“I wanted to specialize in cardiology and was offered a position as a fellow at New York Medical College,” where he spent the next six years, from 1988 through 1994, after which he joined Valley Medical Group, a private cardiology practice in Clifton, N.J., where he’s been for 23 years now.
All the while, Elliot would visit Crested Butte, throw darts at Kochevar’s, listen to music at the Princess Wine Bar, which, he says, “Allows you to meet a lot of Buttians. I befriended Garth Mangels, the Princess bartender, and one night while drinking bourbon and chatting, I posed the question, ‘What can I do to be more rooted in the Crested Butte-Gunnison area so that I have to come out here more often?’ Garth recommended that I email the dean of the biology department at Western State Colorado University (WSCU) to inquire about visiting professorship opportunities. One email led to another and I was offered a job as an adjunct visiting professor. I teach a two-week, one-credit senior seminar to pre-med and pre-health students.”
Now in his third year as adjunct professor, Elliot also helps recruit new students on a national level to bolster the pre-med program and he happily says, “Now I’m out here a number of times a year to meet with faculty and maintain my position.”
The tides are shifting for Elliot as he feels more and more attached to life in the mountain town as opposed to the hectic city life he still returns to. “When I return to New Jersey from Crested Butte I can’t believe how many people I live around. And the idea that I have to join a gym just to be able to do things in order to breathe in Colorado, which is my real outdoor gym, just doesn’t go along with my deepest essence anymore. It’s not the same as throwing your mountain bike into the back of your pickup truck, buying a sandwich at Clark’s Market and hitting the trails.”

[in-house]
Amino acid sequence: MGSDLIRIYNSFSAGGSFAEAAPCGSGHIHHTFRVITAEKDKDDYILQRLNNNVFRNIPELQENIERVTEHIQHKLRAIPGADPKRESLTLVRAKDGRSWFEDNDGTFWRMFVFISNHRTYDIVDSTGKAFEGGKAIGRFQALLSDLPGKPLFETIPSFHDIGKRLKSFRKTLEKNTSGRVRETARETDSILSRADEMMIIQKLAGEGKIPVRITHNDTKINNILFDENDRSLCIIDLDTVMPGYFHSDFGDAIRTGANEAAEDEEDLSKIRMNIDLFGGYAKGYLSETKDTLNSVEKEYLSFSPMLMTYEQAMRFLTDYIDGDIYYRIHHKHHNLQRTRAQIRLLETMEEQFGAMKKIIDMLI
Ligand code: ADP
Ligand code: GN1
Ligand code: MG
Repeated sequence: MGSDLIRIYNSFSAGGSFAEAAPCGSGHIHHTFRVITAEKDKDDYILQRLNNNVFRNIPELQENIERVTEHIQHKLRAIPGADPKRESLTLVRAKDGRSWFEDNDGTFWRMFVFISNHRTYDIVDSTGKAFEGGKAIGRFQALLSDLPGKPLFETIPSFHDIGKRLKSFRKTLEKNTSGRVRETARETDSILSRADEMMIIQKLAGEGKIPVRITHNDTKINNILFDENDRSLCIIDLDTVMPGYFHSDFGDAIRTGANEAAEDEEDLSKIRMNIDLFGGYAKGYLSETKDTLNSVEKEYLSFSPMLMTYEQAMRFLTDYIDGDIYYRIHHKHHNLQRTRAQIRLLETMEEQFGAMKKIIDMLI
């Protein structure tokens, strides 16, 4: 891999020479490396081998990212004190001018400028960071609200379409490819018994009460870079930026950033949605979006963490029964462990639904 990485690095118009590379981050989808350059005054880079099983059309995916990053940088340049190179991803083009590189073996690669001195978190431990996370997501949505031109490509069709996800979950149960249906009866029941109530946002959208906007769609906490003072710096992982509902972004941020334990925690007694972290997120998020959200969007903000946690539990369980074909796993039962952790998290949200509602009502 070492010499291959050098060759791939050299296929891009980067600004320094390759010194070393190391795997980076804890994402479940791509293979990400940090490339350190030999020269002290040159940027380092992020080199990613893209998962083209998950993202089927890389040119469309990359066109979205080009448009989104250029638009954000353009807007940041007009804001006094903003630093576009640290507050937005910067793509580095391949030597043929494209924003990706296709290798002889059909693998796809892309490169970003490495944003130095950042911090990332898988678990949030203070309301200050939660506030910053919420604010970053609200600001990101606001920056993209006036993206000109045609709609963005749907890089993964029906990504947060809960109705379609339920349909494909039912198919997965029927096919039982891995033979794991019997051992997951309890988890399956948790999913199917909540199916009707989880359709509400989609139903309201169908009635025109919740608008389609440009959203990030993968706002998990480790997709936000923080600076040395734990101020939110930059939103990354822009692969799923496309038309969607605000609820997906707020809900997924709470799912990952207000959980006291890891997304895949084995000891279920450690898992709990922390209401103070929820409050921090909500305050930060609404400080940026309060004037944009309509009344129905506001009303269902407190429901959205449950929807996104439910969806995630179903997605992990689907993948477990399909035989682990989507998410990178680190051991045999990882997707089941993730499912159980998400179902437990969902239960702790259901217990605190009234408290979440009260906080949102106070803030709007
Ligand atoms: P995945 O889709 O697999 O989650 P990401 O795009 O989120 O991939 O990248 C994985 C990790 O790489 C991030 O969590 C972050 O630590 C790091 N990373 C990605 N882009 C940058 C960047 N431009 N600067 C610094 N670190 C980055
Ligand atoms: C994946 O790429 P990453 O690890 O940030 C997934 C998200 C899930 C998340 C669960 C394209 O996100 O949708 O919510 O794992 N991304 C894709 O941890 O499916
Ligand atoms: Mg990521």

So it was a dream come true this summer when Elliot finally purchased his home on the mountain and he feels he can be a part of the landscape more consistently.
“I have thoughts that in maybe ten years I’ll be able to work in the clinic here or the Gunnison Valley Hospital. I’ll continue to maintain my contacts with WSCU as well. I’ll be applying for a Colorado medical license soon. It’s actually not retirement, it’s moving here. To me, to be mountain biking or skiing full-time while I’m not working, to have access to all the area has to offer, and to have all my mountain toys, from Blue Mesa to the top of Mt. Crested Butte, and to be able to medically take care of the people in the Gunnison Valley as well as inspire students at WSCU, while playing in the Rockies would be my personal definition of what my path and purpose are,” he smiles.
He notes that his three kids, Russell, aged 27; Julie, 23; and Jessica, 22, who visited throughout their childhood, will be coming back more frequently now that he has a home here.
“I have no desire to see the integrity of the area change,” Elliot states emphatically. “It’s not easy to live here full-time but it’s an extremely special place. For me, these people need to be respected and supported, from the miners who inhabited the place to the people who are here now running their businesses, raising families, and creating art and music. Spiritually for me, every day when I wake up and see Mt. Crested Butte, all the aspen trees and the foliage, the foxes and the elk, I think of how much fun it is to play in the winters and summers.
“It hits me in two ways—I look at the mountain as a mother figure that gives forth all of this life to us but also sets the example for me because all it’s doing is being that perfect mountain that it was created to be,” Elliot concludes. “I just use it as a guideline to know what the purer sense as to what my path was created for. The mountain is the benchmark of how excellent you can be when you’re the most true to yourself.”